Eight ideas for President Brearley
MCC, the world's most famous and influential cricket club, the institution in charge of both Lord's and the laws, has a new president. It is a former England captain who, when he goes to Lord's, seldom wears a tie, tends to sit among the press rather than the members, and can be relied on to question received wisdom. Oh, and he is a practising psychoanalyst. Yes, it's Mike Brearley.
This is the most radical move MCC has made since the late nineties, when it commissioned a new media centre that looked like a spaceship. Brearley has already said, in an interview with Mike Atherton in the Sunday Telegraph, that he wants to scrap the rule that requires members to wear a jacket and tie (or similarly formal garb for women) in the pavilion. To the outsider it has been clear for years that this was a ridiculous rule. Not even churchgoers feel obliged to wear a tie in 2007. Cricket-loving gentlemen are welcome to wear one if they wish, but forcing them smacks of stuffiness.
Brearley is also talking about keeping some tickets back to offer them for sale, at lower prices, on the day, as the National Theatre does, and encouraging the club to make more pronouncements. These are both good ideas too. The sermonising might come better from the MCC world cricket committee, on which both Brearley and Atherton sit, than from the club itself, but the important thing is that it should use its independence and good name to act as the game's conscience. With the national boards and the ICC all leaning too far towards the money-making side of their task, there's certainly a vacancy.
Brearley has made a bright start, just as you would expect from a clever, thoughtful, non-conformist character. But there are plenty more things MCC could be doing. Here are eight suggestions for his in-tray.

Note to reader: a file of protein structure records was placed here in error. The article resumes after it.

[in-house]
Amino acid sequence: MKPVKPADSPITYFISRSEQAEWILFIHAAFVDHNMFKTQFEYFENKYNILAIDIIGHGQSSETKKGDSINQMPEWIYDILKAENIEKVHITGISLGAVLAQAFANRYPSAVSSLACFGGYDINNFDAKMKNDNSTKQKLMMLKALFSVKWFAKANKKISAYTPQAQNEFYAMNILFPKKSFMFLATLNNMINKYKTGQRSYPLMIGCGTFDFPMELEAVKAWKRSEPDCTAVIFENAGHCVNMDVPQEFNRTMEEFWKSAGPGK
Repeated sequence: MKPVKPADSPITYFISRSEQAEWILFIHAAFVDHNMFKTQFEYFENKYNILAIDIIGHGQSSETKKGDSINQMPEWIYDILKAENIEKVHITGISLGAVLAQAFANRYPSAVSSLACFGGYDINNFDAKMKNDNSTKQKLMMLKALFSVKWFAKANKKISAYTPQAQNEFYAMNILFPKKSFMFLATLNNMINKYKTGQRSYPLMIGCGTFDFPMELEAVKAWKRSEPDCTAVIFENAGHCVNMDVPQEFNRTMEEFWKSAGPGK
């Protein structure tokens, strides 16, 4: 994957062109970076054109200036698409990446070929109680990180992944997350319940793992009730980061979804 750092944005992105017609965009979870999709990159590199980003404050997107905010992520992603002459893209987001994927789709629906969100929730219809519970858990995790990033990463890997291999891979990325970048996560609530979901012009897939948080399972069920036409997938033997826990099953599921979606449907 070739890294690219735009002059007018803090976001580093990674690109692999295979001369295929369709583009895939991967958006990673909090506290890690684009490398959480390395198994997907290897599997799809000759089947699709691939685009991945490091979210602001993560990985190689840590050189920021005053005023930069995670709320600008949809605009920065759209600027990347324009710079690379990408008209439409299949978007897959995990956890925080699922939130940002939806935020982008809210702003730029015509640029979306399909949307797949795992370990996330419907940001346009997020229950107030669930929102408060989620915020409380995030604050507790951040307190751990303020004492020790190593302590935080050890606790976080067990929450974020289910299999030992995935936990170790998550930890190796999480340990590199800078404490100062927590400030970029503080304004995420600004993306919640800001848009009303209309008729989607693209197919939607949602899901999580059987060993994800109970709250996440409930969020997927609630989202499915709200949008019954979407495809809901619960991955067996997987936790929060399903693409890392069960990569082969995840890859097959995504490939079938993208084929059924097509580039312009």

1 Put up another scoreboard - facing outwards
MCC's biggest weakness is its exclusivity. Clubs are entitled to be exclusive, but major sporting institutions are not. And MCC's exclusivity is written all over the face it turns to the outside world. Its walls are drab, lifeless, and have nothing to say about cricket. There is a captive audience trundling past, on the bus to school or in the 4x4s taking kids to the (equally exclusive) private schools of NW3. They should be able to see the score, and pictures of the players, and posters advertising upcoming matches. At the moment all they get is the odd poster, apparently designed and written in 1957, listing all the things they can't do in the unlikely event that they set foot in the grounds. Apologies if you've heard me say this before; I first made the point in 2003, and may have to make it a few more times before something gets done.
2 Reduce prices for children
This year I took my nine-year-old daughter to a Test match. I wanted to give her a taste of it and see it through her eyes, as I was writing a guide to cricket for children. It was teatime, and her ticket cost £20. A full day would have been too much for her, yet the pricing blithely asumed that kids would put in a full day. MCC should be making it easier to take kids in for a short time for less money: £10 a session, say. They could call the scheme Test Match Taster, and market it.